With only a few hours since the ratification of the new Collective Bargaining Agreement, Twitter exploded with rumors that Hornets PG Chris Paul was on the verge of being traded to the Los Angeles Lakers – at first glance for PF Pau Gasol and C Andrew Bynum, then it was corrected to be Pau Gasol and SF/PF Lamar Odom. More rumors quickly surfaced that the trade would, in effect be, Chris Paul and C Emeka Okafor to the Lakers, Pau Gasol to the Houston Rockets and Lamar Odom, SG Kevin Martin, PF Luis Scola, PG Goran Dragic and New York’s 2012 first round draft pic via Houston.
And I wasn’t necessarily thrilled with the deal. Don’t get me wrong, I don’t hate it. But the Hornets were giving up the best player and not even getting the 2nd best player (Gasol) back. I didn’t like that we were getting Odom and Scola (guys in their 30s) and the Knicks’ pick would not be a lottery pick – not unless they found a magical way to choke with Carmelo Anthony and Amar’e Stoudemire and Tyson Chandler all around. But ultimately, the deal was about getting quality and quantity and, most importantly, flexibility. Odom and Scola could be moved later on for more pieces. The Hornets would have the chance to rebuild as Dell Demps and Monty Williams saw fit.
And then the rumors started that the deal hit a snag. Then the snag became a problem. Then the problem was reported to be the other NBA owners angry with All-Star Paul being shipped to one of the key NBA franchises and allowing them to continue being one of the dominant pack of NBA teams – along with the Bulls, the Heat and the Knicks – in attracting the very best players. Not soon after, the news of “Trade has been blocked. Chris Paul will play the season in New Orleans.”
I don’t want to trade Chris Paul away. He’s a great talent, a fierce competitor and the best player this team has had since it moved to New Orleans. If the Saints can become Super Bowl champions, why not the Hornets? Superstars have greater influence in a game where only 5 players take the court at one time. The team has only a few contracts in their books and only two (Emeka Okafor’s and Trevor Ariza’s) are large. Dell Demps could very well turn to Paul and say “Tell me who you want to play with you here in New Orleans and I’ll make it happen.”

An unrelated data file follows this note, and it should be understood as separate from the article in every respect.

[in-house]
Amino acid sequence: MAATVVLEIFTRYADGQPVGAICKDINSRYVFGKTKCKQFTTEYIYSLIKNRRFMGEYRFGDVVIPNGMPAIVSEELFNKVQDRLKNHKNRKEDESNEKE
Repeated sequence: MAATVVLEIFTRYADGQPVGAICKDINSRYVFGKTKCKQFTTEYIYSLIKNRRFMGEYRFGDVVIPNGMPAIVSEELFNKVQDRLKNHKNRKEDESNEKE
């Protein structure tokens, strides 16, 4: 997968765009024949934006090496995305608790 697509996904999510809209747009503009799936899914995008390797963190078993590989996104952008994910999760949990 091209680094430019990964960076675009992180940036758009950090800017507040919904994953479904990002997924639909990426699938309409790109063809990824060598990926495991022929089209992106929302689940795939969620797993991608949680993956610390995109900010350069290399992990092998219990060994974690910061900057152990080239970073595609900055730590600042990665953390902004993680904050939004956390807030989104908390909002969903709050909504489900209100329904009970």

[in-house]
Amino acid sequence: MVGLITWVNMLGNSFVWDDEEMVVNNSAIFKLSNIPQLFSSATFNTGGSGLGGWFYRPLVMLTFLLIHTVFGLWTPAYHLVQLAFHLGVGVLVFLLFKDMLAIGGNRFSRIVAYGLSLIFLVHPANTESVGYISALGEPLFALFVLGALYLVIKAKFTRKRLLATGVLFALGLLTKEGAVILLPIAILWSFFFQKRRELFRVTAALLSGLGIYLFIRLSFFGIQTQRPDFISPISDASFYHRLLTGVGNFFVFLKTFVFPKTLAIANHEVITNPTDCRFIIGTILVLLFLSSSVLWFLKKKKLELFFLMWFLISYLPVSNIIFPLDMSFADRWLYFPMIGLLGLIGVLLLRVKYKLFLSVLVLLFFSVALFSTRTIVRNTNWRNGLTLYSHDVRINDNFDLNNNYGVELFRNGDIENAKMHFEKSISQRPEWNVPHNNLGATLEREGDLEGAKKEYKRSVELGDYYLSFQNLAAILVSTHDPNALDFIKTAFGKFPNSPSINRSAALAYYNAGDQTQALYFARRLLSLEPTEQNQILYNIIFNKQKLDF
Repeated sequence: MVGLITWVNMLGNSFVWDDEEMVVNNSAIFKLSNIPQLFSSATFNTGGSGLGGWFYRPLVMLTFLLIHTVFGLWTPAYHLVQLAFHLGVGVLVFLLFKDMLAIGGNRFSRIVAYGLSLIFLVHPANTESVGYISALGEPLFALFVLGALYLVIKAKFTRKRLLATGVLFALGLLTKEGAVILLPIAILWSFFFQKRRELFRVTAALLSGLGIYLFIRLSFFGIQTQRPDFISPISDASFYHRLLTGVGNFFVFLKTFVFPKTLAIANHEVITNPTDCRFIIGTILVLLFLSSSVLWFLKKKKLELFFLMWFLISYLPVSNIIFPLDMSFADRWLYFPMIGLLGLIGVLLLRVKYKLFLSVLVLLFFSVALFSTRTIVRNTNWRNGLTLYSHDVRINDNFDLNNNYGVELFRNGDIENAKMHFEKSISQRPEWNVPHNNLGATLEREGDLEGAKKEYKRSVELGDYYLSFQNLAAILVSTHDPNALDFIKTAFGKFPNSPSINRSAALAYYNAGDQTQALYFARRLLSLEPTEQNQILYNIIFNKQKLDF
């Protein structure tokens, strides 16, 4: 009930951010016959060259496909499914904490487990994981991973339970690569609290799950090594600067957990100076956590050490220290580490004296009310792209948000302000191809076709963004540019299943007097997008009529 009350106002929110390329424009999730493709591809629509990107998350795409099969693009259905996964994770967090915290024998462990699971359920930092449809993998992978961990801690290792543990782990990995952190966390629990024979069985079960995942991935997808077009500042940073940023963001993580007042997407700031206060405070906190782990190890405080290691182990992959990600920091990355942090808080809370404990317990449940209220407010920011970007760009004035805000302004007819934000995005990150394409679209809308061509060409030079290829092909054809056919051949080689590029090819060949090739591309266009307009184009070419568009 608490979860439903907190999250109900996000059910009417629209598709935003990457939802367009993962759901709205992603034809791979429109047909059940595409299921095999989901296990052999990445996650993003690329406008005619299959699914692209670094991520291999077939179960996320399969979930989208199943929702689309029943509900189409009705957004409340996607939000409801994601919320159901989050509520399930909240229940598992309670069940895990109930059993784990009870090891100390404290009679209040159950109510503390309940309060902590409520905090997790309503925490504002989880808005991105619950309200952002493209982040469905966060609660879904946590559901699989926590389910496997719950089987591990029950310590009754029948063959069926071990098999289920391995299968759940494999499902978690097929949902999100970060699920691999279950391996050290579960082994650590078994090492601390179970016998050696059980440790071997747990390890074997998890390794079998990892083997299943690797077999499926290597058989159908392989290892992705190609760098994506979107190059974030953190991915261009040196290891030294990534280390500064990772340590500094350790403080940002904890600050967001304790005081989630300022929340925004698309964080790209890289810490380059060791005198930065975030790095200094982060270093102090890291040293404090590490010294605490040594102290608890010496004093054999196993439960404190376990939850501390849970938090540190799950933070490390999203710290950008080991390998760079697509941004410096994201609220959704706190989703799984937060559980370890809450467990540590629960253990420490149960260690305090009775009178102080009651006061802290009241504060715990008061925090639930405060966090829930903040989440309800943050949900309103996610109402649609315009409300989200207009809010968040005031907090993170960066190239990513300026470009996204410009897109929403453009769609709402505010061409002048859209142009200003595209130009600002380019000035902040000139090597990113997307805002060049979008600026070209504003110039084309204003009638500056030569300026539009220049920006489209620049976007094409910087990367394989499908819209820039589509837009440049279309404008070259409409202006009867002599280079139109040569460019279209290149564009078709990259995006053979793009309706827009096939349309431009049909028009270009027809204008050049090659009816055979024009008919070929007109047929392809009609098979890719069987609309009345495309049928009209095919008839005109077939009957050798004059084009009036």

Obviously, other factors are at play here. The desire to play in a major market and make millions more through marketing deals (both nationally and internationally). The desire to play with friends. The desire to not fall back when you see your friends team up to carve an easier path to a championship.
But I’m okay with it. Players come and players go. That’s life. Hell, I just went through it twice this year: Reggie Bush leaving the Saints and Cesc Fabregas leaving Arsenal. Guess what? Both teams are still around and doing fine. Moving Chris Paul wouldn’t be the end of the world or the end of the Hornets.
But to block the trade means that the Hornets can’t begin their rebuilding process in 2011-12 and on their terms. It means that they must now either accept a lower offer from a team that won’t have a shot in hell of keeping Chris Paul next offseason – because you can bet your ass he’s going to hit the free agency market now – or play him out and then watch as he fulfills his contractual obligations and hits the road at the end of the year, with nothing to show for him but disappointment.
How does that help this Hornets team at all? How does it help to piss off the superstar in town who now everyone knows wants out? How can you attract fans – or an ownership group – with this kind of stupidity? The kind of stupidity, mind you, that is more akin to fantasy sports than real sports.
Yesterday, the Hornets proudly announced record number of season tickets – over 10,000. That’s New York/Los Angeles Lakers-levels. How many of those fans are thinking that they may not want those tickets anymore after this deal?
The point of a league commissioner is to have an impartial arbiter who ensures the best interests of the sport are protected. How does this mess help the league again?